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1386.0 - What's New in Regional Statistics, 2013  
Latest ISSUE Released at 11:30 AM (CANBERRA TIME) 31/01/2013  Final
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Image: 2011 Census Mesh Block 2011 CENSUS MESH BLOCKS


These datasets are available for download from Census of Population and Housing: Mesh Block Counts, 2011 (cat. no. 2074.0) as Excel spreadsheets and CSV files.

Mesh Blocks are the smallest geographic region in the Australian Statistical Geography Standard (ASGS), and the smallest geographical unit for which Census data are available. In 2011, there are 347,627 Mesh Blocks covering the whole of Australia without gaps or overlaps. They broadly identify land use such as residential, commercial, agricultural and parks etc. Mesh Blocks are identified with a unique 11 digit code.

Most residential Mesh Blocks contain approximately 30 to 60 dwellings. Mesh Blocks have been designed to be small enough to aggregate accurately to a wide range of spatial units and thus enable a ready comparison of statistics between geographical areas, and large enough to protect against accidental disclosure. Due to the small size of Mesh Blocks, data are confidentialised and are only released for Basic Person Counts and Dwelling Counts. Map 1 shows a comparison of Mesh Block and Statistical Area Level 1 boundaries for the Statistical Area Level 2 of Bendigo.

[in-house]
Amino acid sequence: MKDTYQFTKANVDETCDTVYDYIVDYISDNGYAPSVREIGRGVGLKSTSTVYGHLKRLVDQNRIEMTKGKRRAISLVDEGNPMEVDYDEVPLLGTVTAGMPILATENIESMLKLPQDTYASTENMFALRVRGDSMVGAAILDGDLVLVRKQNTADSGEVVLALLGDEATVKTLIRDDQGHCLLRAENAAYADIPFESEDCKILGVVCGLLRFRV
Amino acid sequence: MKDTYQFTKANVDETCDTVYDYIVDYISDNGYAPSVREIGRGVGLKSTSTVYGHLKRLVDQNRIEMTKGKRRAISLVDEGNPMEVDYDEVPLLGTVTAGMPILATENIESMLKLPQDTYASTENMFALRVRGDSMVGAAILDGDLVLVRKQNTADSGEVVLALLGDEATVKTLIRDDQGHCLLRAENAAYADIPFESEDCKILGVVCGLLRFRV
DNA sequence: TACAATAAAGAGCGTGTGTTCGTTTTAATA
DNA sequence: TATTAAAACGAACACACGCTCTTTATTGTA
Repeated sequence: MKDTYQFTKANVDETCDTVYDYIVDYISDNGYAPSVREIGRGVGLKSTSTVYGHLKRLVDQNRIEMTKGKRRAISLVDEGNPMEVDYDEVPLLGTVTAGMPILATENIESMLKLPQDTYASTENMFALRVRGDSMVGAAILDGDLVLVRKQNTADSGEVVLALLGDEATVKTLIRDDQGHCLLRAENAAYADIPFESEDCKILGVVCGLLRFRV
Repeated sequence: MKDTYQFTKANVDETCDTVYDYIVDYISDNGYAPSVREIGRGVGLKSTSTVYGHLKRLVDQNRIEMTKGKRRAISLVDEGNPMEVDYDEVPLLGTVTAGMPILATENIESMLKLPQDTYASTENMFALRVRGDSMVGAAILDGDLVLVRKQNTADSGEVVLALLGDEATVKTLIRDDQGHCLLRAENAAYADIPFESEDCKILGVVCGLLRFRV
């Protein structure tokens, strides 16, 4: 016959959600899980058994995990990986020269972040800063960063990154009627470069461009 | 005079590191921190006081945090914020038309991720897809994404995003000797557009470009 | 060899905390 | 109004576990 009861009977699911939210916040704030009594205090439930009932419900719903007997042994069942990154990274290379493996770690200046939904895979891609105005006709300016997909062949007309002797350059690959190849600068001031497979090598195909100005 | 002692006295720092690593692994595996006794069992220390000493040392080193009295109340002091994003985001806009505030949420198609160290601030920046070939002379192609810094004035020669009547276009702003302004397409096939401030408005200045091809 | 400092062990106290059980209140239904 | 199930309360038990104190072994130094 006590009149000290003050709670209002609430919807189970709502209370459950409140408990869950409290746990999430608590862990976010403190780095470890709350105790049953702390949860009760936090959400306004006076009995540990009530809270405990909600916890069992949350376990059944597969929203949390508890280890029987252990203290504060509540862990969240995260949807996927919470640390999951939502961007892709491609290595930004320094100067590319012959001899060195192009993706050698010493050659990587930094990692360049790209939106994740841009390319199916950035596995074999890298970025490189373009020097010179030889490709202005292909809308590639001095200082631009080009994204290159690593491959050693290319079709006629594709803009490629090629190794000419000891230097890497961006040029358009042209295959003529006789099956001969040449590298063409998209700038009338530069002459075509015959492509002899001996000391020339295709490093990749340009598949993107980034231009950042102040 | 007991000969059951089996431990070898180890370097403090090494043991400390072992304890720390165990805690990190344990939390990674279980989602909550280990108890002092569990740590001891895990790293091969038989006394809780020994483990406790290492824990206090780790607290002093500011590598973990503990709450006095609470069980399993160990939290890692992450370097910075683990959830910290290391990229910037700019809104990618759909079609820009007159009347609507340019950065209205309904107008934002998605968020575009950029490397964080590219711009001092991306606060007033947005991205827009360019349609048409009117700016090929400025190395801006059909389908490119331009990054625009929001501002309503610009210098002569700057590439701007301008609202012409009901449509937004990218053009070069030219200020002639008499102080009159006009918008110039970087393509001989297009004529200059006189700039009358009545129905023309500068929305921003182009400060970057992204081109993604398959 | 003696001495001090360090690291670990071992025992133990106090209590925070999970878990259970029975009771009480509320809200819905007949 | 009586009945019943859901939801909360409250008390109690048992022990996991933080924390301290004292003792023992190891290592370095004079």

MAP 1: MESH BLOCK AND STATISTICAL AREA LEVEL 1 BOUNDARIES - Bendigo SA2, 2011
Image: Map showing Mesh Blocks and Statistical Area Level 1 boundaries in the Bendigo SA2



For 2011, Mesh Block counts are available by usual residence for basic person counts and dwelling counts.
  • Persons Usually Resident: This is the count of people where they usually live, which may or may not be where they were on Census Night. This data is coded from the address supplied to the question "Where does the person usually live?". For more information about usual residence, see Place of Usual Residence in the Census Dictionary, 2011 (cat. no. 2901.0).
  • Dwellings: A dwelling is a structure which is intended to have people live in it, and which is habitable on Census Night. Some examples of dwellings are houses, motels, flats, caravans, prisons, tents, humpies and houseboats. All occupied dwellings are counted in the Census. Unoccupied private dwellings are also counted with the exception of those in caravan parks, marinas and manufactured home estates. For more information about dwellings, see Dwelling Type in the Census Dictionary, 2011 (cat. no. 2901.0).

The Mesh Block boundaries are available in MapInfo Interchange and ESRI Shapefile formats and can be downloaded from the ‘ABS Geography Publications’ chapter of the ABS Statistical Geography web portal.

A detailed discussion of Mesh Blocks and the criteria used in their design can be found in the online publication: Australian Statistical Geography Standard (ASGS) Volume 1 - Main Structure and Greater Capital City Statistical Areas, July 2011 (cat no. 1270.0.55.001),

More information on the ASGS and ABS Statistical Geography can be found by visiting the ABS Statistical Geography web portal.

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